Impulsivity

I have ADHD, and a symptom I experience is impulsivity.

I often do and say things without thinking about the consequences. It happens most when I’m in an emotionally unstable or vulnerable state.

For example, when I’m happy, I go out of my way to do kind things for my friends. I’ll bring them Starbucks or surprise them with presents just because the idea popped into my head. However, it goes the other way too. If I’m angry, I’m likely to say whatever comes into my mind, no matter how mean it is.

When it comes to impulse control, I have to be completely mentally present to stop myself from doing mean or potentially harmful things. I’ve trained myself to stay quiet and think when I’m upset so I don’t ruin a relationship because I wasn’t paying attention to the words I was saying.

I also will buy things off impulse. I have so many meaningless objects in my room that I saw, liked, and bought without a second thought. It’s a struggle to be financially stable while impulsive, which could cause trouble for me later in life if I don’t get a handle on it.

Impulsivity can be annoying at times, but please try to be understanding of people with ADHD. We try so hard every day, and it’s great when people acknowledge that.

I hope that this article helps people understand ADHD and its symptoms better. Remember to look out for your friends or family who have ADHD to make sure they’re taking care of themselves.

Impulsivity: Definition, Symptoms, Traits, Causes, Treatment

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Fidgeting

I have ADHD, and a stereotypical symptom I experience is fidgeting.

The earliest ADHD symptom I can remember is fidgeting. Ever since kindergarten, I’ve bounced my legs under my desk. Sometimes it’s accompanied by finger-tapping. I remember having trouble doing mindfulness activities because I felt like I needed to move somehow.

In the past four years, I’ve started cracking my fingers. Every joint in my hand can pop because of the countless hours I’ve spent absentmindedly pulling and pushing on my knuckles. Sometimes, I do it so much that my hands are in horrible pain and I can barely move them.

I’ve been told various times that it’s annoying, that it’s disrespectful, or that I need to stop doing it. If I had a nickel for every time someone’s told me I’m going to have arthritis when I’m older, I would be rich.

However, I’ve never stopped. It’s not because I lack the ability to break bad habits, or because I hold a grudge against people who commented on it. It’s because most of the time, it doesn’t hurt me, but rather comforts me.

For people with ADHD, fidgeting is a way to expel the energy that our brain exponentially puts out. Fidgeting, while sometimes annoying to other people, is not something that should be repressed. It helps people with ADHD to cope with what happens in their brains.

Not fidgeting can make people with ADHD feel overwhelmed, and it makes us more prone to meltdowns. Fidgeting, when done in a non-harmful way, is a healthy behavior for people with ADHD.

I hope that this article helps people understand ADHD and its symptoms better. Remember to look out for your friends or family who have ADHD to make sure they’re taking care of themselves.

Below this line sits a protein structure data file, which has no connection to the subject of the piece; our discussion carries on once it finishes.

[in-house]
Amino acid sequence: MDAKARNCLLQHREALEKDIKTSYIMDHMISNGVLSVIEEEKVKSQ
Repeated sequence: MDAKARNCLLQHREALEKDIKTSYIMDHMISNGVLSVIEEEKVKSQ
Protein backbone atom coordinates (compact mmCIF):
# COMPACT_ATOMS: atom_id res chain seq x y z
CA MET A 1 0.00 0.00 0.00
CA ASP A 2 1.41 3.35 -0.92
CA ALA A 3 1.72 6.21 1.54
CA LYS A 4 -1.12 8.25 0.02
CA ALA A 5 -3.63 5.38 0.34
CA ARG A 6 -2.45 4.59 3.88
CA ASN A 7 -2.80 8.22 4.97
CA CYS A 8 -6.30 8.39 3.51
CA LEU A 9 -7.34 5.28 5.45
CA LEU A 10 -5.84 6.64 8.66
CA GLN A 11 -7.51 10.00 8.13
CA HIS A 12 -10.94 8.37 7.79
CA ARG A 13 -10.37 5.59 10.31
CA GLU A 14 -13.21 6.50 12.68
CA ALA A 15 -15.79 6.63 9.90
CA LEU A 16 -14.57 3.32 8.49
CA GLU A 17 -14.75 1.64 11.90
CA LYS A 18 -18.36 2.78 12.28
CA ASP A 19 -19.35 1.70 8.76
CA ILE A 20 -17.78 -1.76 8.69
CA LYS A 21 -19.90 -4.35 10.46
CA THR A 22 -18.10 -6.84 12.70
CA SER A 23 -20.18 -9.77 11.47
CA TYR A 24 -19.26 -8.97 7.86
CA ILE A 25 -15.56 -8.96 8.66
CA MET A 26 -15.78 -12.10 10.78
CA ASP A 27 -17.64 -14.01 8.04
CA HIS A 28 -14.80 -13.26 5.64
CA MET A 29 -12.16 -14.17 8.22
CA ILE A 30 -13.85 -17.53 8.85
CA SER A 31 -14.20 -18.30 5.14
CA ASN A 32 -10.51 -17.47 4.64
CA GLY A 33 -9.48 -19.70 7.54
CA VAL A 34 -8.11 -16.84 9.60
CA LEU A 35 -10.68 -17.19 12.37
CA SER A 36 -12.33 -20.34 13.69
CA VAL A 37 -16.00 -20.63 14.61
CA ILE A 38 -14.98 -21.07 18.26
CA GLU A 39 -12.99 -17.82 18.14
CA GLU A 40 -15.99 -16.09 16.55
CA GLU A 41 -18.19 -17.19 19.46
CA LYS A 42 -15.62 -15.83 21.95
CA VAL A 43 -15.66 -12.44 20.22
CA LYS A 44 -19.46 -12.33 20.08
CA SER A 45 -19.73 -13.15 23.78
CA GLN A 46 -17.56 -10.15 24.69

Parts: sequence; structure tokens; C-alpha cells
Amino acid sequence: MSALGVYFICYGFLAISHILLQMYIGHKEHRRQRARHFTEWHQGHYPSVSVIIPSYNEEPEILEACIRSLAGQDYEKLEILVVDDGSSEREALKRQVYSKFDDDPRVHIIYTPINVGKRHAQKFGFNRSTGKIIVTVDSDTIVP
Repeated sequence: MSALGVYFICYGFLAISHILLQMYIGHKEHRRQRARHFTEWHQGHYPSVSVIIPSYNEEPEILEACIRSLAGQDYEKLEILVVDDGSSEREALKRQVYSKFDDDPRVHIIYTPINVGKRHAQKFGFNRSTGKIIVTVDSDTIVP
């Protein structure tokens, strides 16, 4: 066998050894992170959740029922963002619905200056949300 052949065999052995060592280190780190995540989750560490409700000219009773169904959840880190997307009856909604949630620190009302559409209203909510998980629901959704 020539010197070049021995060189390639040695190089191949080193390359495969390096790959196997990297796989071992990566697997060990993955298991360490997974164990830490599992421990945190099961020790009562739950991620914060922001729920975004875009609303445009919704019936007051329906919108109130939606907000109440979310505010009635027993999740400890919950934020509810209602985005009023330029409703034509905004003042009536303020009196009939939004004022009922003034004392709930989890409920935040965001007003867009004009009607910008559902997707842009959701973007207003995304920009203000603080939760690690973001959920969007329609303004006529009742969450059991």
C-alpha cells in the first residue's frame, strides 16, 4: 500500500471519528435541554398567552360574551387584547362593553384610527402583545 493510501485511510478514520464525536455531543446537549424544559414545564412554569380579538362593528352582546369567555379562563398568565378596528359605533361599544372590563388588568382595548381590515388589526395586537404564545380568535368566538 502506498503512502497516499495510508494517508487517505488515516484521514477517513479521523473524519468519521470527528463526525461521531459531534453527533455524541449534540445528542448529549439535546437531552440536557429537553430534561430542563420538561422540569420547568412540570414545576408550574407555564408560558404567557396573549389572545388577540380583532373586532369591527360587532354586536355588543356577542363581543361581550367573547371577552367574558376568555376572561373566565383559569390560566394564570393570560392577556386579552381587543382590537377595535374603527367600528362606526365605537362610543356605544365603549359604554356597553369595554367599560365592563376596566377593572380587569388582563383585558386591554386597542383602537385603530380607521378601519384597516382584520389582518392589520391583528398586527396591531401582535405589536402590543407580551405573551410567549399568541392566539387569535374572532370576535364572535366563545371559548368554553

3 Ways to Help Fidgety Kids Sit Still - wikiHow
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Hyperfixations

I have ADHD, and one of the symptoms I experience most severely is known as hyperfixation.

A hyperfixation is when someone with ADHD finds something that interests them and becomes infatuated with it. For me, it’s usually fictional universes like Marvel or DC. Hyperfixations can last from weeks to months, or even stick around for years.

When I hyperfixate, the topic becomes my entire world. I have trouble eating enough, drinking enough water, sleeping for a healthy amount of time, and just taking care of myself in general. School becomes the second priority, and I have a hard time staying on top of – or even being able to finish – my work. I spend hours on end in my bedroom consuming my hyperfixation and transferring it into what I like to do. In my case, I like to write.

During the first few weeks of a hyperfixation, I will write obsessively about it. I have written essays about how good the object of my hyperfixation is, made presentations to explain the lesser known details about it to my family, and overall written over five hundred pages of fanfiction about my various hyperfixations.

It might sound silly for a teenager to become obsessed with children’s shows like Star Wars: The Clone Wars, but at one point it was the only thing getting me through the school day.

Hyperfixations are no joke. They’re a symptom of neurodivergency and should be taken just as seriously as any other symptom. People in a state of hyperfixation sometimes mimic symptoms of depression and anxiety like irritability, lack of care for their future, and distancing themselves from other things they would usually like to do.

I hope that this article helps people understand ADHD and its symptoms better. Remember to look out for your friends or family who have ADHD to make sure they’re taking care of themselves.

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Learning to Fly Again

You gave me a purpose

when I didn’t believe.

You pulled me from the dirt,

kissed me, and forgave me.

You taught me to feel

and you stuck around

when no one would.

I guess you’ve been here all along.

You pushed me off; I thought I died.

But I didn’t.

I learned to fly.

I was just afraid of heights.

The time came; I was ready.

I smiled crying,

sank to my knees,

and forgave the hands that hurt me.

“Leap For Joy” by Emily Olson